by Arko Datto
Diwali, the festival of lights, is an ancient Hindu festival celebrated during autumn every year. The festival spiritually signifies the victory of light over darkness or good over evil, knowledge over ignorance and hope over despair.The images here take a look at how Diwali is celebrated by some of the most impoverished sections of society. Slums bordering the Suburban Transit rail tracks in and around Kolkata house a large population of the city’s dispossessed and underprivileged. The establishment of Kolkata as an imperial city led to an explosion of population during the 19th century. Authorised slums called bustees originally came into being during the early period of the British rule before industrialisation, when migrants came in from the hinterland to serve the colonial rulers and their families.
The festival spiritually signifies the victory of light over darkness or good over evil, knowledge over ignorance and hope over despair.
Rapid expansion of the railway network greatly facilitated this migration. A second wave of slums were formed when Kolkata entered the industrialisation and urbanisation phase, when a massive inflow of capital led to the development of textile and engineering industries. An increase in the industrial scope took place in support of the British war effort in the 1940s, which led to a further increase of migration.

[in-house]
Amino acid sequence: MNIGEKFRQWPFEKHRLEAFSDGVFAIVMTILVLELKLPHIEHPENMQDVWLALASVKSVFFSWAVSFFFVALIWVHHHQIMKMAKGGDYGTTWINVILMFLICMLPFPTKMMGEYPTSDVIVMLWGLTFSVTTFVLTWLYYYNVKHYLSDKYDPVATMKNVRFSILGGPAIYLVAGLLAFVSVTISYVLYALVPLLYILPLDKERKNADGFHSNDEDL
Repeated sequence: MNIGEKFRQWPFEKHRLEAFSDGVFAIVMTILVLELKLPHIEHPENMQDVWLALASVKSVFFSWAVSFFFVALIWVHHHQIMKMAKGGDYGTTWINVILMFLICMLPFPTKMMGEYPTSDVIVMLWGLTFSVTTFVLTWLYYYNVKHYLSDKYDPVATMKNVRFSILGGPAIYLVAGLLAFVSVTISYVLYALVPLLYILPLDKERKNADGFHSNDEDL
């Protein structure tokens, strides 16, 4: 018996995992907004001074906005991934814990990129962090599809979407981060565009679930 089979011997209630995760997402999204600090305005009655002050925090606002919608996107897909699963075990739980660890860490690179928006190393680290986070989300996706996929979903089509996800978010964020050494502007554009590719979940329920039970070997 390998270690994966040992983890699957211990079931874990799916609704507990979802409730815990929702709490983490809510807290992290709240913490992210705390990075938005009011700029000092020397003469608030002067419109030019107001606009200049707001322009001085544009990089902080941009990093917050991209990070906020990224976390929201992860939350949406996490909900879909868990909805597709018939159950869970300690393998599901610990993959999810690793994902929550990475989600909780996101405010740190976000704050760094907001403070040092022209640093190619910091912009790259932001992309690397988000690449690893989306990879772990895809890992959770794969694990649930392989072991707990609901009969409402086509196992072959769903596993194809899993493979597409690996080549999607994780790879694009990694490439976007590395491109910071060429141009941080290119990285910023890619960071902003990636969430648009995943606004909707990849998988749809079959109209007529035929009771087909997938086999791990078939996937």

Living under a constant threat of eviction, these lives sustained in semi- permanence stand in contradistinction to the permanence of the traditions they seek to maintain every year round.
While the slums bear a look of disrepair, civic neglect and dereliction during the year, the little lights and decorations lend an air of magic to the atmosphere during Diwali. The denizens revel in the ethereal luminescent character their locality by the rail tracks takes on amidst the fast approaching winter mist.
Lastly, wave upon wave of immigrants and refugees came into Bengal, many by train; once from East Pakistan after the creation of the new countries in 1947 and then again during the Indo-Pakistan War of 1971 which resulted in the creation of Bangladesh. The 2001 census reported a total population of 4,496,694 in Kolkata while the slum population was 1,409,721 which is around 31.35% of the total population.